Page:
The original Richmond (after riche-monte, French for “strong hill”) is in North Yorkshire, England, founded around 1071. The second, established east of London in 1485 on a bend of the River Thames, inspired the naming of the third, Richmond, Va.

Take a group tour to Libby Park in resurgent Church Hill, the city’s oldest neighborhood, where along with the towering Monument to the Confederate Soldiers and Sailors there’s the “View That Named the City.” In 1737, this is where William Byrd II, raised in London, saw a dogleg comparable to the Thames in the James River below, and gave the city its name.

There are more than two dozen Richmonds in the U.S., but none can claim the legacy of Virginia’s capital city. Discovered by English explorer Christopher Newport in 1607, Richmond’s place in American history alone makes it a singular place to meet. Add one of the nation’s hottest food scenes, dynamic art and culture, time-capsule neighborhoods and great outdoor options, plus Virginia’s largest convention center and 18,000 rooms across all price points, and you have the complete group package, wrapped up in welcoming Southern hospitality.

5 Fantastic Off-Sites

American Civil War Center at Historic Tredegar
Opened in 1837, the once mighty Tredegar Ironworks produced artillery and more for the Confederacy during the Civil War. Five surviving buildings provide a backdrop for outdoor gatherings at this national landmark on the James River, which includes the exhibit-rich American Civil War Center. The Museum of the Confederacy is relocating to a new $30 million facility slated to open in July 2016.

Lewis Ginter Botanical Gardens
In 1895, New York-born entrepreneur Lewis Ginter debuted his still-fabulous Jefferson Hotel in downtown Richmond. That same year, he bought land in neighboring Henrico County. Eight decades later this scenic spot was transformed into gardens. Featuring a dozen intimate themed environments, a conservatory and more, this lovely site accommodates a range of functions.

The Valentine
Founded in 1898, Richmond’s oldest private museum houses 1.6 million objects spanning 400 years of the city’s history. Formerly the Valentine Richmond History Center, the rebranded treasure was unveiled in October following a multimillion-dollar renovation that connected its national landmark 1812 John Wickham House with three previously shuttered 19th century row houses. Offering versatile indoor and outdoor function space, the Valentine offers some 340 guided programs.

Virginia Museum of Fine Arts
This Museum District anchor is made to measure for groups. Opened in 1936, the original English Renaissance-style building has since been integrated with modern upgrades to create an artful arcade of more than 20,000 works. Along with tours, VMFA hosts functions for up to 2,500 guests, with sumptuous individual spaces that include the Cochrane Atrium, Marble Hall, Amuse Restaurant and historic Pauley Center.

Virginia War Memorial
Originally authorized in 1950 to commemorate Virginia’s World War II heroes, this poignant site, forestalled by the Korean War, was dedicated in 1956 to honor the fallen of both conflicts. Offering breathtaking James River and city views, the Memorial accommodates indoor and outdoor functions ranging from small business meetings to receptions for up to 1,500 guests.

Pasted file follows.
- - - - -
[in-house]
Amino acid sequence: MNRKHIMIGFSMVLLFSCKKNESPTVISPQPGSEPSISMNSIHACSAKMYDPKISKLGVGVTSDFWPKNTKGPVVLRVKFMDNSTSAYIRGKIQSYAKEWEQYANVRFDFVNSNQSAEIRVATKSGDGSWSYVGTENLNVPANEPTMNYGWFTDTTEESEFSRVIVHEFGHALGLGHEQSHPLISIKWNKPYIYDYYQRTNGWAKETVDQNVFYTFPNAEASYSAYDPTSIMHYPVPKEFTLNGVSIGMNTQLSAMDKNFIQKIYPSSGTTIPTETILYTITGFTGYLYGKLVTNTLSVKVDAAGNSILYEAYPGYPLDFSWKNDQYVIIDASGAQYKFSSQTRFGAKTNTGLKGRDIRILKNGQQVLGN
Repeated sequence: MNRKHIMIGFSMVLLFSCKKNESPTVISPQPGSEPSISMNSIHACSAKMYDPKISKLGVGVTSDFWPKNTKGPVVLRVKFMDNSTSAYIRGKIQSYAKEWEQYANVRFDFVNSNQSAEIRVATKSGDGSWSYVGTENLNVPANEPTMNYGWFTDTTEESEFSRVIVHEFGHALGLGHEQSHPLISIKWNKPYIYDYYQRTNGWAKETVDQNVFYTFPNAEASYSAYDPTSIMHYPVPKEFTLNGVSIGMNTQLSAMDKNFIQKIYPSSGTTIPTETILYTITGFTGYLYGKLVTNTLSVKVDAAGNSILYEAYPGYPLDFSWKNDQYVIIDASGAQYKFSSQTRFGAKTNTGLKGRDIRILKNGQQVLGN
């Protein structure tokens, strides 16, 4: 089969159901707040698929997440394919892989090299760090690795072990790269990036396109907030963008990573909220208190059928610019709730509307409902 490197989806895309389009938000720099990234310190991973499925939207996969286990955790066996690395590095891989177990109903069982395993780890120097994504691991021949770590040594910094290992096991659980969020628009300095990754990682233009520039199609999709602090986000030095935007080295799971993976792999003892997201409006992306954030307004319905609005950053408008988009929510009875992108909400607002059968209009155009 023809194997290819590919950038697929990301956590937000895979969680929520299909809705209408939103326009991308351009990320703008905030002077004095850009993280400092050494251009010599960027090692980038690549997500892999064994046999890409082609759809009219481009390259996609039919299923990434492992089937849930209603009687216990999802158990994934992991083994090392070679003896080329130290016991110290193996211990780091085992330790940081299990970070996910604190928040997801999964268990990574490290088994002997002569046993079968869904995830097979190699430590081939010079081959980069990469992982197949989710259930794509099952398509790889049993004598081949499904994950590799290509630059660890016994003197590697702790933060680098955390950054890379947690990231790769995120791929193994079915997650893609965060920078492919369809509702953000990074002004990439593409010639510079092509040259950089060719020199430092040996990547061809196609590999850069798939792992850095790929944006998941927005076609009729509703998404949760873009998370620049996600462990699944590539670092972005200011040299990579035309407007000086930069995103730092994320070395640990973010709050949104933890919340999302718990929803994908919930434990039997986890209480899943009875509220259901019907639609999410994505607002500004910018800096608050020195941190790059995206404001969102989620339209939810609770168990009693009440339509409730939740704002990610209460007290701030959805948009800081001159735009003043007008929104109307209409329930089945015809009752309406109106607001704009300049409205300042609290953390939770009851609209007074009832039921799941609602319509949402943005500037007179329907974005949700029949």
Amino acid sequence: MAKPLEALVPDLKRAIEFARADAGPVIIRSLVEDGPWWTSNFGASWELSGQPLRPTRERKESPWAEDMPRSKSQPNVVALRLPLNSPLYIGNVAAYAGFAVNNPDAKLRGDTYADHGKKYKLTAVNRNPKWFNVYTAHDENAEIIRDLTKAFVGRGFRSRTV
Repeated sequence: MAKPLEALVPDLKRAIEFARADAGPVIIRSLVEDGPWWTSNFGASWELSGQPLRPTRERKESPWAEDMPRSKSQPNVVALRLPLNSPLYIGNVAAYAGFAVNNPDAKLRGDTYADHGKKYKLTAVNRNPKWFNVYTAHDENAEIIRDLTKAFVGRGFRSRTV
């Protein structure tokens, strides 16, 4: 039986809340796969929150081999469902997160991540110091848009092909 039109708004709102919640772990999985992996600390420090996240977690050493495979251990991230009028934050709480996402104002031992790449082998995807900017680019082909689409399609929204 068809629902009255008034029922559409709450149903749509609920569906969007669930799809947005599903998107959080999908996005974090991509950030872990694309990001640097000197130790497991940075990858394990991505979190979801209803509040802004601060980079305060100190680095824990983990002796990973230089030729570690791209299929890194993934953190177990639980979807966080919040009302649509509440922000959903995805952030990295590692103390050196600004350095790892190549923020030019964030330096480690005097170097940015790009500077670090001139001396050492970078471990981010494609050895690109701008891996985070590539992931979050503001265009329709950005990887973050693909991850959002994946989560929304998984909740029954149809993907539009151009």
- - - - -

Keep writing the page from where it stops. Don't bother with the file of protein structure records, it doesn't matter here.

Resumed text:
“Located within one day’s drive of half the U.S. population, the Richmond Region’s convenience, accessibility and affordability make it one of the mid-Atlantic’s most desirable meeting destinations,” says Kristin McGrath, vice president of sales and services for Richmond Region Tourism, adding that “the sheer size and central location of the Greater Richmond Convention Center make it a stand-out choice for convention and meeting planners.” According to McGrath, customer service is a top priority at the convention center.

“We recently added a convention services director position, a new function that allows us to offer not just more services, but also a higher quality of service,” McGrath says. “We want to demonstrate to clients our commitment to providing the absolute best experience possible for meetings and convention organizers and attendees.”

For anyone stuck on perceptions of staunch “Old Dominion” Richmond, think again. RVA (the city’s popular local brand) is eclectic, artsy and fun—and open for all groups.

In September 2014, the bureau launched “OutRVA,” its official tourism campaign welcoming LGBT visitors. The same month, Governor Terry McAuliffe, a major supporter of LGBT initiatives, became the state’s first standing governor to speak at Virginia Pridefest, held here on event-capable Brown’s Island. As Richmond gears up to host the preeminent World Road Cycling Championships in September 2015, all delegates will find a veritable gift bag of choices.

“Offering widespread off-agenda options for fun, food and adventure, Richmond is one of only three U.S. destinations to be named a Frommer’s Top Destination for 2014, while our vibrant outdoor, craft beer and culinary scenes have made national headlines,” McGrath says.

Recently named “The Next Great American Food City” by Departures magazine, foodie lures include smaller group choices such as Chez Foushee, L’Opposum, Max’s on Broad, Pasture and Can Can Brasserie.

Among hotel highlights, convention district anchor Hilton Garden Inn is converting to the full-service Hilton Richmond Downtown. Targeting completion by August 2015, the transformation will include approximately 20,000 square feet of space.

Scheduled to open this month, the new dual Marriott-branded Courtyard and Residence Inn Downtown Richmond provides a convenient base in historic Shockoe Slip, while another double-act, Hampton Inn & Suites and Homewood Suites, will open steps from the Virginia State Capitol this summer. The art-focused Quirk boutique hotel, meanwhile, is slated to open this fall.